Cultivate your company
|By Tom Borg|
Create a work environment that attracts high-performing employees.
A short time ago, a business owner was venting his frustration to me on how hard it was to find and retain good people to work for his green industry company. His company paid excellent wages to front-line employees, and his foremen received excellent salaries, benefits and bonuses. On paper it was a great place to work, but it wasn’t the right kind of culture.
In many ways, he was doing the same things that his competition was doing. His competitors were also complaining and frustrated about the difficulty of finding and retaining good people. Of course, many of them advertised for help in the same places like Craigslist, Beyond and other employment websites. Many of them had the same weak onboarding practices. Many of them avoided having regular meetings because they turned into “complaint sessions.” And, many of them had the belief that the problem was with the people they hired and not with owners and leaders of their company. As a result, they didn’t have the right kind of culture to find and retain the right people.
I shared with him that maybe it would be helpful to initiate some strategies to change the company culture. Like the saying goes, “If you keep on doing what you’ve always done — you will get less of what you always got.” In other words, if you keep using the same approach that is delivering minimal results, rather than creating the kind of company culture you want and need, you will find it harder and harder to get the results you want and need to run a successful company.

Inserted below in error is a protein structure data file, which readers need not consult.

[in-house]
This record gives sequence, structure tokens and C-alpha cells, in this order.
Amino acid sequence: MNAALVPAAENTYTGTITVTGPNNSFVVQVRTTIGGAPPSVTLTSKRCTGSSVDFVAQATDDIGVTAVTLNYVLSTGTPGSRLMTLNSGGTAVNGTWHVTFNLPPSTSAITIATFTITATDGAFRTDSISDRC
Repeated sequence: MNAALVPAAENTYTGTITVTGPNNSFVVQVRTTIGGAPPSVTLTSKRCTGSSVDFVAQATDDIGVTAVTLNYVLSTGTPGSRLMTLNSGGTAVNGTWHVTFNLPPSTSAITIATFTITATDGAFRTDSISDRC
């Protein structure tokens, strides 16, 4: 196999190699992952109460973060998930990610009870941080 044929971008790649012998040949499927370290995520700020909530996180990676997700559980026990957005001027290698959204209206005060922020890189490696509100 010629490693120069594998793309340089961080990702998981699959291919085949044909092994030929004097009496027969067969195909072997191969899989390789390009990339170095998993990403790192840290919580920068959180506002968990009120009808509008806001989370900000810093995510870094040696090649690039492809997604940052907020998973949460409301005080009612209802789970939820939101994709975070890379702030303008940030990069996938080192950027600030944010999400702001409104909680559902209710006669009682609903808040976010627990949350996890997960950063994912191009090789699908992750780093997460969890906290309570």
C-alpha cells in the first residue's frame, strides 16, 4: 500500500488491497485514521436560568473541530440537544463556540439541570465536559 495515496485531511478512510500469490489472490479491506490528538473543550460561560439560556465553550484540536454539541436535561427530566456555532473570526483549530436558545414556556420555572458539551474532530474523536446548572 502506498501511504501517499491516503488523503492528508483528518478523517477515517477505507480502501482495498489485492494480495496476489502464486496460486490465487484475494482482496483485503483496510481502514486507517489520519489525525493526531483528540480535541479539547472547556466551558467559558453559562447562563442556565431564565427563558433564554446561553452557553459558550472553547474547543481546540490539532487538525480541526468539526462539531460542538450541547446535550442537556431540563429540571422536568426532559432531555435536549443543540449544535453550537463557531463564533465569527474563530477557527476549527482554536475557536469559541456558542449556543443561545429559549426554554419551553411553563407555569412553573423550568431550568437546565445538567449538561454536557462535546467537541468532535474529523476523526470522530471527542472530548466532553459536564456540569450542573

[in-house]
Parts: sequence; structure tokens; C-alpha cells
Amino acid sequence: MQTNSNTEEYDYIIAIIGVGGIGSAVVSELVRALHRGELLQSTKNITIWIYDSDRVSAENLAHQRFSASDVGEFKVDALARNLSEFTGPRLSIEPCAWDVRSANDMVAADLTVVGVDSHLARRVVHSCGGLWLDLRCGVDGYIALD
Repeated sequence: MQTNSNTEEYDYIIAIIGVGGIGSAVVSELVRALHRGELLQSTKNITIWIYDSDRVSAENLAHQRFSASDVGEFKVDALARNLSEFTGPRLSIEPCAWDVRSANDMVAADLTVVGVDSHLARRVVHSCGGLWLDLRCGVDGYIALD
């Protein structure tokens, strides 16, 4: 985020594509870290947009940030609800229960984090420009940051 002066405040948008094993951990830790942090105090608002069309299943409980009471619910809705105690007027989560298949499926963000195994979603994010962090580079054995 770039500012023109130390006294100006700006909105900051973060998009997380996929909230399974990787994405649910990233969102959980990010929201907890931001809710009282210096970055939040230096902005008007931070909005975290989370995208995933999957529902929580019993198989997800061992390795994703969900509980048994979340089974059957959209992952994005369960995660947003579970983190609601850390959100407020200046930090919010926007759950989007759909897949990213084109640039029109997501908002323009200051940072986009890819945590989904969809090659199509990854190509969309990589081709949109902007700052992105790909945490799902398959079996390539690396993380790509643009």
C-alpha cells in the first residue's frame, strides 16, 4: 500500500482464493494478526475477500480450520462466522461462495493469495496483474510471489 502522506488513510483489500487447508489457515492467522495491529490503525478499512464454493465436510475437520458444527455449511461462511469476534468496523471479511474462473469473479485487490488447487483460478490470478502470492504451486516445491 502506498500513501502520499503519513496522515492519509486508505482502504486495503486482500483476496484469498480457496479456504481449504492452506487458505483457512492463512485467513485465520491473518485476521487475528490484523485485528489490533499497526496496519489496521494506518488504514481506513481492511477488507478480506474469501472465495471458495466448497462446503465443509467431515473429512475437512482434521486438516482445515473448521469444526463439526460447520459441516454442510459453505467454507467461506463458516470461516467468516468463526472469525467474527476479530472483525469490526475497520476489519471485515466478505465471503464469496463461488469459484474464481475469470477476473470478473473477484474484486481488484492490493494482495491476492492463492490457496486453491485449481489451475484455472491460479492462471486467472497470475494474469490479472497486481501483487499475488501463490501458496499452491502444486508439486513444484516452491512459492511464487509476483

From the top
One of the first places I begin with my clients to solve this dilemma is examining the type of communication that is taking place within the company. Research shows that clear and ongoing communication remains the number one challenge businesses face today. Let’s face it, if you don’t have the right communication tools in place, good communication can be difficult.
As the late business guru, Peter Drucker, taught us, “The purpose of a business is to attract and keep good customers.” Before you can do that, you must be able to attract and keep the right leadership team and employees. Neither of these are possible unless you have good communication with your team, and in turn, they have good communication with your clients and customers.
No business owner in their right mind sets out to have poor communication practices in place. It just happens. People are different. They have different behavioral styles and expectations of how communication should take place.
One thing to take from author and speaker Tony Alessandra’s Platinum Rule, “Treat other people the way they want to be treated,” is to communicate with other people the way they want to be communicated with.
When I help my clients change their company culture, I often start with the use of assessment instruments that help measure the level of communication, behaviors, motivation and emotional intelligence within the ownership and leadership team.
Core cultural values